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Flintridge Sacred Heart seeks its own zone

Move would allow rules for development to be established up front at FSHA.

October 21, 2012|By Daniel Siegal, daniel.siegal@latimes.com
  • A parking lot under the watchful eye of Mother Mary at Flintridge Sacred Heart Academy in La Canada Flintridge. The school wants the city to create a specific zone for the campus.
A parking lot under the watchful eye of Mother Mary at Flintridge… (Tim Berger / Staff…)

After Flintridge Sacred Heart Academy's campus revamp master plan stalled this summer, the school regrouped and now is asking the city to create a specific plan zone for its property.

Margaret Kean, Sacred Heart's director of development, said that with a specific plan, the school will be better able to achieve its own goals while accommodating the concerns of local residents and abiding by city rules by establishing up front with the city what the rules should be for its property.

“The specific plan really sets the parameters for all our building standards and operations up front, and it will be a law that we follow that really guides our land uses and our physical development,” she said.

Kean said the decision to ask for a specific plan was made by school officials over the summer when they realized they could not achieve what they were hoping for under the school's current conditional-use permit.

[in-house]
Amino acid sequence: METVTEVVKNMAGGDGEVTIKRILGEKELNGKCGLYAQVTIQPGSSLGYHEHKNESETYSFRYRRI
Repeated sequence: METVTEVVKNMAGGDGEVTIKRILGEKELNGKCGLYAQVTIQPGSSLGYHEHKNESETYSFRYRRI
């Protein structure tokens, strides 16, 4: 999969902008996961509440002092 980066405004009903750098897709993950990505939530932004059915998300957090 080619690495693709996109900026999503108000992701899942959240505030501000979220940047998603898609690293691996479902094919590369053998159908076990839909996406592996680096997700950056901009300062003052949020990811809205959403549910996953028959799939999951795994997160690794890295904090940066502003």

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Over a five-year period, the school plans to build a four-story parking structure, add classroom space and replace its auditorium with a larger humanities and performing arts building.

“What they were trying to do is fit these buildings in that conditional-use-permit process, which didn't really achieve the goal,” said Robert Stanley, the city's director of Community Development. “In the long run, it will be better for the community in that area and for this project site [to have a specific plan in place].”

Stanley said putting together a specific plan will entail setting general zoning guidelines for the campus while addressing specific issues.

“They're trying to deal with all the issues that have come up … traffic issues, building-height issues,” he said. “This will get down to specifics to what the building can look like, not just height and setbacks. [The plan] will possibly get into design.”

Stanley said the city staff's review of the specific plan likely won't appear before the Planning Commission until February or March due to the amount of study involved, including a full environmental impact report. At that point, the Planning Commission will vote on whether to approve the plan.

Protect LCF, a group of residents who have banded together to protest the proposed renovation, has continued its pressure on the city and the school.

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